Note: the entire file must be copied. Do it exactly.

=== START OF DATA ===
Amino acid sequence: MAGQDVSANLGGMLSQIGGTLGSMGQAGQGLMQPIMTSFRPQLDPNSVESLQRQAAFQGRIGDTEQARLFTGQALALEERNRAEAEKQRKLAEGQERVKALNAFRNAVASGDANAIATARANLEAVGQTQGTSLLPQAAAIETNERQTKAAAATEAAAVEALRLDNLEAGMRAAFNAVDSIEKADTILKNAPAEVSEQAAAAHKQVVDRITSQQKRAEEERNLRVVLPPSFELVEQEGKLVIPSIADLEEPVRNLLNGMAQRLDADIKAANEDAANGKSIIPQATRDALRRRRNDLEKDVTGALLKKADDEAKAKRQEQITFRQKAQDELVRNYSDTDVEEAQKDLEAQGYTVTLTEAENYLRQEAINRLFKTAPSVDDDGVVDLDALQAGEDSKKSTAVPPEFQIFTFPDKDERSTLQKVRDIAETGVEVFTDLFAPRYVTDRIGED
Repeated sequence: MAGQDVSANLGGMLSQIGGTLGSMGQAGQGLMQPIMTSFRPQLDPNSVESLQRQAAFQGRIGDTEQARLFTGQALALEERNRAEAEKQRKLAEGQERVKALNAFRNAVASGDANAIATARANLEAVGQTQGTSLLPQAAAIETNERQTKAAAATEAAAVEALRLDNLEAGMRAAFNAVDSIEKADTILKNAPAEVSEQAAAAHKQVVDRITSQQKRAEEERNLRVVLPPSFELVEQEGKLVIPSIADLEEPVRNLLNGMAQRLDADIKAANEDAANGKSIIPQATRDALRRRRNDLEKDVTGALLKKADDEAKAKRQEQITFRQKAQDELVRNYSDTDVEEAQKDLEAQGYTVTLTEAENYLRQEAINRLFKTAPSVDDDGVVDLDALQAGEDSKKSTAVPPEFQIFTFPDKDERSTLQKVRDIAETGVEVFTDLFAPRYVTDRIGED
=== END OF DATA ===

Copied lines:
Amino acid sequence: MAGQDVSANLGGMLSQIGGTLGSMGQAGQGLMQPIMTSFRPQLDPNSVESLQRQAAFQGRIGDTEQARLFTGQALALEERNRAEAEKQRKLAEGQERVKALNAFRNAVASGDANAIATARANLEAVGQTQGTSLLPQAAAIETNERQTKAAAATEAAAVEALRLDNLEAGMRAAFNAVDSIEKADTILKNAPAEVSEQAAAAHKQVVDRITSQQKRAEEERNLRVVLPPSFELVEQEGKLVIPSIADLEEPVRNLLNGMAQRLDADIKAANEDAANGKSIIPQATRDALRRRRNDLEKDVTGALLKKADDEAKAKRQEQITFRQKAQDELVRNYSDTDVEEAQKDLEAQGYTVTLTEAENYLRQEAINRLFKTAPSVDDDGVVDLDALQAGEDSKKSTAVPPEFQIFTFPDKDERSTLQKVRDIAETGVEVFTDLFAPRYVTDRIGED
Repeated sequence: MAGQDVSANLGGMLSQIGGTLGSMGQAGQGLMQPIMTSFRPQLDPNSVESLQRQAAFQGRIGDTEQARLFTGQALALEERNRAEAEKQRKLAEGQERVKALNAFRNAVASGDANAIATARANLEAVGQTQGTSLLPQAAAIETNERQTKAAAATEAAAVEALRLDNLEAGMRAAFNAVDSIEKADTILKNAPAEVSEQAAAAHKQVVDRITSQQKRAEEERNLRVVLPPSFELVEQEGKLVIPSIADLEEPVRNLLNGMAQRLDADIKAANEDAANGKSIIPQATRDALRRRRNDLEKDVTGALLKKADDEAKAKRQEQITFRQKAQDELVRNYSDTDVEEAQKDLEAQGYTVTLTEAENYLRQEAINRLFKTAPSVDDDGVVDLDALQAGEDSKKSTAVPPEFQIFTFPDKDERSTLQKVRDIAETGVEVFTDLFAPRYVTDRIGED